Naidu has gone from being the rebel without a cause to a celebrated wrestler with legions of fans, with the obligatory nemesis. He is recognised on the streets of the Durban and applauded in the Chatsworth community. Wrestling started out as the means to his own salvation but it is the end that has allowed him a certain amount of celebrity, fame that he now uses to run an anti-bullying campaign in his drug-riddled poor community.

“Being celebrated in Durban made me want to always walk that straight and narrow path. To live a positive, loving life and helping others. I was no saint growing up but I chose to love life over living a negative life.”

Finding ambition in the wrestling ring

The wrestling ring has long been home for Naidu. He matured there and found a way to work past the mistakes he made in his own life. Those mistakes, he tells kids, made him want to do something to help kids he saw going down the path he managed to escape.

“Wrestling gave me ambition; it occupied my mind, kept me busy. Once I started achieving goals and getting praise I felt better about myself and never looked back. I use wrestling, sport, to give kids direction. If I can change their lives, make them role models, together we can change the nation.”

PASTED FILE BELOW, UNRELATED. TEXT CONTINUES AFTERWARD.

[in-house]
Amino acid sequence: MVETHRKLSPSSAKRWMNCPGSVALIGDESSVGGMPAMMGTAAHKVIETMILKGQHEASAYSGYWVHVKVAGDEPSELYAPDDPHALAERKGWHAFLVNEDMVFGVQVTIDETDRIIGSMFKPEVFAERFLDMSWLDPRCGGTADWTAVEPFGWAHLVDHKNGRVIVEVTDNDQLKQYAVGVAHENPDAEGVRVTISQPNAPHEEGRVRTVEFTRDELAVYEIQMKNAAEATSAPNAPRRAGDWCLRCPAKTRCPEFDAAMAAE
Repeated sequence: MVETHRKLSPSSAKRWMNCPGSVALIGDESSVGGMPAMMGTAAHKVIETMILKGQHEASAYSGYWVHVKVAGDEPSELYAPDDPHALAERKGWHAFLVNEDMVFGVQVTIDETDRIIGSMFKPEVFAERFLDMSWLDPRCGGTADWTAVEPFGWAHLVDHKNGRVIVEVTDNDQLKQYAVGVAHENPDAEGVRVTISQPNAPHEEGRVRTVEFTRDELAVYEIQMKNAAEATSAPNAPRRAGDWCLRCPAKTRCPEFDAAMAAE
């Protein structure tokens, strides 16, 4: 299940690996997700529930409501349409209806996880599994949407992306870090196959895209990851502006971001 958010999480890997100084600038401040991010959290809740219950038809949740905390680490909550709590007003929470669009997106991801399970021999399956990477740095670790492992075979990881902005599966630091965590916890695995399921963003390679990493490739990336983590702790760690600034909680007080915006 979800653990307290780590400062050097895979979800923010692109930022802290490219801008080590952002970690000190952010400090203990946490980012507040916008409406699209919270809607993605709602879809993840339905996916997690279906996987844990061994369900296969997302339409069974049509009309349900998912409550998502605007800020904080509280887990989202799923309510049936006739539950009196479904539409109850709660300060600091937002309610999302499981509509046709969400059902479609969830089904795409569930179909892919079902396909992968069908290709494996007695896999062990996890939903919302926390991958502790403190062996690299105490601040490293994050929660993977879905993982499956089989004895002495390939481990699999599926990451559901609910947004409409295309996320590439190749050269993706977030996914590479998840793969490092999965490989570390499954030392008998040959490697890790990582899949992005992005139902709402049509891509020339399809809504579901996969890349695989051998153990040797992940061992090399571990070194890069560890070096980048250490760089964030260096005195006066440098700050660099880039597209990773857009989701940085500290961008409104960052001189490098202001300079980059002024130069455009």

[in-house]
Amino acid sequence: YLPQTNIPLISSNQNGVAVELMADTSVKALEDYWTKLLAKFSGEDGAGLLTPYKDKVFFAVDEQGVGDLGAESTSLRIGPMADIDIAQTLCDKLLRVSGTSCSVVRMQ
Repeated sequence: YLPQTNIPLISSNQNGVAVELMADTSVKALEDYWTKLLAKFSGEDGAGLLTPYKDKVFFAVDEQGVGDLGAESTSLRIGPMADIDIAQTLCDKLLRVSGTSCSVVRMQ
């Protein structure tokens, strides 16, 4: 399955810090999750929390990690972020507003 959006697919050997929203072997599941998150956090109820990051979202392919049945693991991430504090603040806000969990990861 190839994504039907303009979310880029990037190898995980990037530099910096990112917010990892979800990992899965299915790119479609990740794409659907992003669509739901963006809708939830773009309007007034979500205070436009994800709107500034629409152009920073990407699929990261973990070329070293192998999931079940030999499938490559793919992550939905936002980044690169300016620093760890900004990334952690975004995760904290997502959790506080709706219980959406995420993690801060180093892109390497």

It’s not his intimidating demeanour that allows him to connect with the kids he helps. He welcomes anyone to his wrestling academy, based at the Chatsworth Youth Centre, and encourages kids to join him in volunteering at the other outreach projects at the centre. He is successful because he talks to kids in a language they understand. “Humour … humour … and making them laugh when I talk to them. Kids are looking for someone they can relate to and not some stern guy in a suit and tie.”

Nightmare uses his own life experience to help kids understand that life can be bigger than the world they find themselves trapped in. He says it will not be easy to for them to change but that the rewards are worth the pain. “Substance abuse held me back from becoming who I was destined to be. Wrestling gave me the self-confidence to speak out, to stand up, to become a role model who gives back to the community.”